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Publication numberUS3093486 A
Publication typeGrant
Publication dateJun 11, 1963
Filing dateFeb 6, 1961
Priority dateFeb 6, 1961
Publication numberUS 3093486 A, US 3093486A, US-A-3093486, US3093486 A, US3093486A
InventorsGennuso Salvatore L, Krett Orest J
Original AssigneeNat Dairy Prod Corp
Export CitationBiBTeX, EndNote, RefMan
External Links: USPTO, USPTO Assignment, Espacenet
Salad dressing
US 3093486 A
Abstract  available in
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Claims  available in
Description  (OCR text may contain errors)

United States Patent l Delaware N0 Drawing. Filed Feb. 6, 1961, Ser. No. 87,124 3 Claims. (Cl. 99-144) The present invention relates generally to salad dressing, and more particularly, it relates to an emulsified salad dressing which is stable under freeze-thaw conditions.

There are various types of salad dressings and one wellknown type is an emulsified salad dressing. Such a salad dressing generally comprises a mayonnaise base which is mixed with a starch base. The mayonnaise base comprises an edible liquid oil with which is mixed vinegar and an emulsifying agent, which is usually egg yolk. Suitable spices .are added to the mayonnaise. The starch base comprises a starch which is cooked with water and other ingredients to provide the base. The starch may be of a type which has been treated to modify its characteristics in differing amounts and degrees.

As before indicated, the starch base is mixed with the mayonnaise base to provide an emulsified salad dressing. The resulting product, when sold as a salad dressing, comprises from about 30% fat to about 50% fat. In this connection, Federal Standards presently require that, to be sold as emulsified salad dressing, the dressing must comprise at least 30 percent fat and egg yolk solids equivalent to at least 4 percent liquid egg yolk.

However, dressings comprising substantially less than 30 percent fat and less than 4 percent egg yolk are presently marketed as diet dressings.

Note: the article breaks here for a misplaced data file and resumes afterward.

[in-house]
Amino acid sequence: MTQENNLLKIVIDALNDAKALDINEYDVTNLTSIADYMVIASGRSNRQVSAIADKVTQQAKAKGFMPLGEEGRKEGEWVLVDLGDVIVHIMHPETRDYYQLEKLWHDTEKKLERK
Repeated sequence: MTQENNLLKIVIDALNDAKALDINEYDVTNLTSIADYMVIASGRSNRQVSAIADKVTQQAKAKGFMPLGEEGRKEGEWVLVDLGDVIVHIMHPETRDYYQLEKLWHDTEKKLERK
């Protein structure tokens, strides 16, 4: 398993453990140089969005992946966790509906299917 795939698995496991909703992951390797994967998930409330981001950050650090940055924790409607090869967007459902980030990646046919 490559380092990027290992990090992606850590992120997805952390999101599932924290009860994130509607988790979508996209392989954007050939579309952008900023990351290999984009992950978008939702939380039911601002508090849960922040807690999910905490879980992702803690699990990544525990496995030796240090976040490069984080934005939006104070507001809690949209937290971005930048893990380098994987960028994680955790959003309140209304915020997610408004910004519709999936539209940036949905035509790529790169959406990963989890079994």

When salad dressing is subjected to temperatures below the normal freezing point of water and is subsequently subjected to temperatures above the freezing point, it frequently happens that the fat phase separates from the water phase. This cycle of temperature conditions is denoted freeze-thaw conditions throughout this specification. Because of this emulsion instability under freeze thaw conditions, emulsified salad dressingshave not been suitable for use in various frozen food products or on sandwiches and the like which may be exposed to freeze-thaw conditions. Upon breaking of the emulsion, the dressings present an unappetizing appearance and the characteristics of the dressing are not retained.

Accordingly, it is an object of this invention to provide an improved salad dressing. A more particular object of the invention is to provide an improved emulsified salad dressing which is stable under freeze-thaw conditions. A further object of the invention is to provide an emulsified salad dressing which can be used in various frozen foods such as salads and sandwiches. Still another object of the invention is to provide an emulsified dressing which is stable under freeze-thaw conditions and which is suitable for use as a diet dressing. Other objects and advantages of the prestnt invention will become apparent from the following disclosure.

Emulsified salad dressing, as above indicated, comprises :a fat phase which is emulsified with an aqueous phase comprising vinegar and spices. While various emulsifying agents can be used in providing this emulsion, it has become more or less standard in the salad dressing field to use egg yolks as the emulsifying agent. However, such emulsifiers as lecithin, various gums, such as gum arabic, carob bean gum and gum karaya, sodium carboxy methyl cellulose, and propylene glycol esters of alginic acid can be utilized for effecting the emulsion of 3,093,486 Patented June 11, 1963 ice the fat phase with the aqueous phase. The use of these emulsifiers is within the skill of the art.